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Undergraduate Research


introduction by Nicole Green’17 | Vol. 3 Issue 1



When it comes down to it, the main purpose of attending a four-year university like Texas A&M is to receive an education. The expansion of knowledge and intellectual understanding doesn’t have to be limited to the classroom, though. College is the time to explore learning in new and fascinating ways. Everyone has a passion—a flame that makes studying and learning desirable. Attending a Tier-One research university provides the opportunity to fuel that flame. One of the best ways to do this is by getting involved in Undergraduate Research. 
Undergraduate Research is the best opportunity you’ll have as a student to not only study what you love, but also discover more about yourself. L A U N C H is the new, all-inclusive home for Learning communities, Academic excellence, Undergraduate research, National fellowships, Capstones, and Honors programs, and the opportunities they’re providing for undergraduate students to engage are endless.


by Alissa Moreland ’16, Undergraduate Research Ambassador
MYTH #1 - RESEARCH OPPORTUNITIES ARE LIMITED TO STEM (Science, Technology, Engineering, and Mathematics)
Research is open to all majors and disciplines, and that is true no matter what university you attend. As a Tier-One research institution, Texas A&M contains the resources required for research and makes them available to you. Specifically, we have six libraries on campus, and Game of Thrones author George R. R. Martin presented the first edition of J. R. R. Tolkien’s The Hobbit as the five millionth book to Texas A&M in 2015. You can do research in ANY topic. 
Completing research as an undergrad is a good idea if you are planning on attending graduate school. But even if grad school isn’t your goal, why wouldn’t you want to enhance the skills and knowledge you learn in class by doing outside research? Plus, research always looks great on a resume no matter what you pursue after college.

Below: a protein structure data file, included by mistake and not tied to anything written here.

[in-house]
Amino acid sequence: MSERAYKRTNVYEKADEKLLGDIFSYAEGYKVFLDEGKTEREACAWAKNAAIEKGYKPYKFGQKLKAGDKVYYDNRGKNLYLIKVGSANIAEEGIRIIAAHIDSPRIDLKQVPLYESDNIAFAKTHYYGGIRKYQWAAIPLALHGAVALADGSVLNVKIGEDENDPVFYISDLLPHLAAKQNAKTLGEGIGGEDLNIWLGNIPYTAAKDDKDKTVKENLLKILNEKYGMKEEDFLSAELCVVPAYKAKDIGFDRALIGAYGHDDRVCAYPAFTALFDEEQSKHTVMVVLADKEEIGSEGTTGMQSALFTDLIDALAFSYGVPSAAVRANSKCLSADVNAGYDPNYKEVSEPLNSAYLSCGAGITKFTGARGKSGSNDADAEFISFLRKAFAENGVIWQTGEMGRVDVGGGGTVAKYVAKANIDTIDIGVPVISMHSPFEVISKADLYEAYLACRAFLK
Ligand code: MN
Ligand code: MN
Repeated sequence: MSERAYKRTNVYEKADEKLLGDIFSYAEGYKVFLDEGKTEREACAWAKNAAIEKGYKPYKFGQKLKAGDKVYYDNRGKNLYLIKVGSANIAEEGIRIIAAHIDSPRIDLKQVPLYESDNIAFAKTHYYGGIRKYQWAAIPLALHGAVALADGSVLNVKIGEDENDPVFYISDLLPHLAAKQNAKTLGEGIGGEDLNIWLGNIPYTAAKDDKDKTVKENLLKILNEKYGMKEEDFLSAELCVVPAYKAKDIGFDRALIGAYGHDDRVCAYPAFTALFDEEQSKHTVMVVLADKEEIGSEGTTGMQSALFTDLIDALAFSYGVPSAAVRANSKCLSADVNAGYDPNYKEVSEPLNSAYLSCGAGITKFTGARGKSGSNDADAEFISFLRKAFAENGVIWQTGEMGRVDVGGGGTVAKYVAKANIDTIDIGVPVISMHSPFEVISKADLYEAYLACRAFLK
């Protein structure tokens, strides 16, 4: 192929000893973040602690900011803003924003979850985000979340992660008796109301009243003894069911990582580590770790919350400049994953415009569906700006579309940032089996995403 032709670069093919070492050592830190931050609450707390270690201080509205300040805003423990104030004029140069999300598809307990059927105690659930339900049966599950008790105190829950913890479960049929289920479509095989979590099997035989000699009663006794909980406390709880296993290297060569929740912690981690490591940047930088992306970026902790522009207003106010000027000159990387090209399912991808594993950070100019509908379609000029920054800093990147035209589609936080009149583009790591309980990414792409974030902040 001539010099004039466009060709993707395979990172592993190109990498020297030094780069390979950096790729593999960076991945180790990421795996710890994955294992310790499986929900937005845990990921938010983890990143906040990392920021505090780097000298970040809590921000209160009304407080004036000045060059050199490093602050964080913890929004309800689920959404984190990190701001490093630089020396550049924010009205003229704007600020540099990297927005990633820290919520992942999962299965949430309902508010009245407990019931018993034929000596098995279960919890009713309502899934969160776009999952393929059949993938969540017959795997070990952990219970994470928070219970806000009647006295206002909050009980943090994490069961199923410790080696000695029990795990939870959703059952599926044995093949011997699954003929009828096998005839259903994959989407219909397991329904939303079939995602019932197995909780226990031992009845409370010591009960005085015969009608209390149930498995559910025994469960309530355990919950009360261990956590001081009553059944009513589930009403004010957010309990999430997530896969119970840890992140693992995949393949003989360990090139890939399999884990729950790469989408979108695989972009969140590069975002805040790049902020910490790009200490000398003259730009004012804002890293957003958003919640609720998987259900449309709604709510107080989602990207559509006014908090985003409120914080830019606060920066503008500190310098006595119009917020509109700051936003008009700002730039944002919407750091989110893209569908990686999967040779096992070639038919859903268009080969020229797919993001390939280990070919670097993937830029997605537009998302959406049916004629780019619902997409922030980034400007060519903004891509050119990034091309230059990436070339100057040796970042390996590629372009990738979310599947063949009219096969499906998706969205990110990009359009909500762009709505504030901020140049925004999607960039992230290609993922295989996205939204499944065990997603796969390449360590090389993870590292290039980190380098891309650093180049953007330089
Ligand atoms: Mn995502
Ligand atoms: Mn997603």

Research is for anyone interested in exploring, understanding or answering “how” and “why” questions.
The time you spend on research depends greatly on the nature of your research and the research program. Most undergraduate research programs last between 1 to 2 semesters, and if you can manage to spend roughly 5 to 10 hours a week on your project, you’ll be golden.
Professors are humans like us, and they were once undergraduates too; therefore, they understand the perils of being a novice researcher. Professors want to see you succeed, and most will appreciate your desire to “stand on the shoulders of giants.” Also, professors are your best resource for getting started, and all you have to do is ask them how to get involved in research or to be your research mentor. The worst that could happen is they say no, and the best is that you gain a faculty research mentor to last throughout your college career.
My name is Alissa and I am a senior Sociology major and English minor at Texas A&M University from Keller, Texas. Last year, I completed my first research paper on physician-patient satisfaction levels related to gender with the Sociology Research Fellowship Program. Then I used this research to create a poster to compete in Texas A&M’s Student Research Week. Through my research, I found that patients are more likely to be satisfied leaving a medical interaction if the physician’s gender is the same as their own. Before I found this, I worked with a faculty research mentor, learned how to use SPSS (a statistical analysis tool), and applied the sociological gender communication theories I learned about in class. Once I had my results, I had the satisfaction of knowing I added a piece to the sociological understanding of the world. I have gained so much knowledge and know-how from my research experiences here at Texas A&M. For me, research offered the chance to use the tools I learned in class to answer a question about the world that I was genuinely interested in understanding.